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Selective attention is defined as the ability to focus intentionally on a thought, stimulus or action while disregarding other stimuli. The state of attention influences the way the sensory information is processed, stored in memory, and acted upon. Because information processing has limitations at certain points, it can bottleneck; this happens particularly when there are competing stimuli and distractions attempting to be processed at the same time (Gazzaniga et al., 2019). As a result, the brain must be selective in which input is passed along the perceptual processing pathway.

There are two primary theories for how the brain decides what information will make it through both the primary and higher level processing of sensory input. Broadbent’s model of early selection proposed that irrelevant input would be sorted and disregarded in the primary and secondary processing stages, after the sensory input is processed (Gazzaniga et al., 2019). For example, in audition, the cochlear nerve may receive input and pass it along to the cochlear nuclei in the medulla, but only the most pertinent information. The prioritization of stimuli in this model is believed to be dictated by a top-down mechanism where the perception has already been formulated about what kind of information will be useful or pertinent for processing (Gazzaniga et al., 2019). This might occur in situations where an individual is primed to listen for a specific sound, or is expecting to hear words in a conversation. The early selection model was modified later to allow for the possibility that some of the irrelevant input may make it through these informational bottlenecks, but that the resulting data would be degraded or weaker by the time it reaches the cortex for perceptual integration (Gazzaniga et al., 2019).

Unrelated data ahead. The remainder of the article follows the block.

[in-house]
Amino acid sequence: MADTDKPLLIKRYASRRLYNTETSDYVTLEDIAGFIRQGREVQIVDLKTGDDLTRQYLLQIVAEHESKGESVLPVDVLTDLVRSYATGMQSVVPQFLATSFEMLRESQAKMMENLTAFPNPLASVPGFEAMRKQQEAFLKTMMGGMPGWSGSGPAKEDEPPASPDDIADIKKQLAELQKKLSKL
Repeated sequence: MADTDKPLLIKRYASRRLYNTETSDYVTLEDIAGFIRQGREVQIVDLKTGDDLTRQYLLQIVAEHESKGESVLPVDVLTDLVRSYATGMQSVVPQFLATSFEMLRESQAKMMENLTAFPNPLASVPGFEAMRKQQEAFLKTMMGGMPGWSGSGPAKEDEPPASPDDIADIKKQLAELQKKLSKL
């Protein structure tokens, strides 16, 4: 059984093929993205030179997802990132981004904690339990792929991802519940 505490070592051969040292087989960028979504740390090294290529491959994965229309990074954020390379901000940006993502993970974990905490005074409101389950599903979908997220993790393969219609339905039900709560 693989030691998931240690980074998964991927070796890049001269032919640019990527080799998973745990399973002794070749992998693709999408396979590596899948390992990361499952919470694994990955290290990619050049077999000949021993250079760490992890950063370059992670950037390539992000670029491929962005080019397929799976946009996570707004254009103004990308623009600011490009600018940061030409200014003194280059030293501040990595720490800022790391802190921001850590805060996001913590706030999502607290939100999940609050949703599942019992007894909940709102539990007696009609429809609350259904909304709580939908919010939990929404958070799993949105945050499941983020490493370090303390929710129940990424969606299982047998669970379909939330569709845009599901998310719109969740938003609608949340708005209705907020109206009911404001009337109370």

From the other perspective, late selection theories propose that all sensory input is processed equally at the early stages, and prepared for integration in the thalamus and various parts of the cortex (Gazzaniga et al., 2019). The filtering then happens at this stage, where only the relevant stimulus will be sent to the higher levels of processing for the formation of memories, awareness, and a cognitive or physical response (Gazzaniga et al., 2019). This late selection model implies that all sensory information enters the mind and receives prioritization based on a bottom-up sequence; the brain forms perceptions based on the available sensory input, rather than selecting sensory input to process based on an expected perception (Gazzaniga et al., 2019). For example, a person standing in a crowded room would theoretically hear every conversation, and receive visual input from everything in their field of vision. Yet at the level of conscious perception, they may only be aware of the person standing in front of them and register the conversation they are having. Evidence of the bottom-up model may be demonstrated by the fact that in this same scenario, a person might catch snippets of another conversation or remember hearing someone say their name. In this way, all sensory input was processed, yet they only remember selective things that the brain prioritized as relevant.

Ultimately, both models demonstrate the power of attention in dictating what environmental stimuli are processed. Selective and voluntary intention enhances the possibility that stimuli will be successfully processed, while unattended stimuli may register in a primary sensory level, but may not receive conscious attention and therefore may be ignored in a sense (Gazzaniga et al., 2019).

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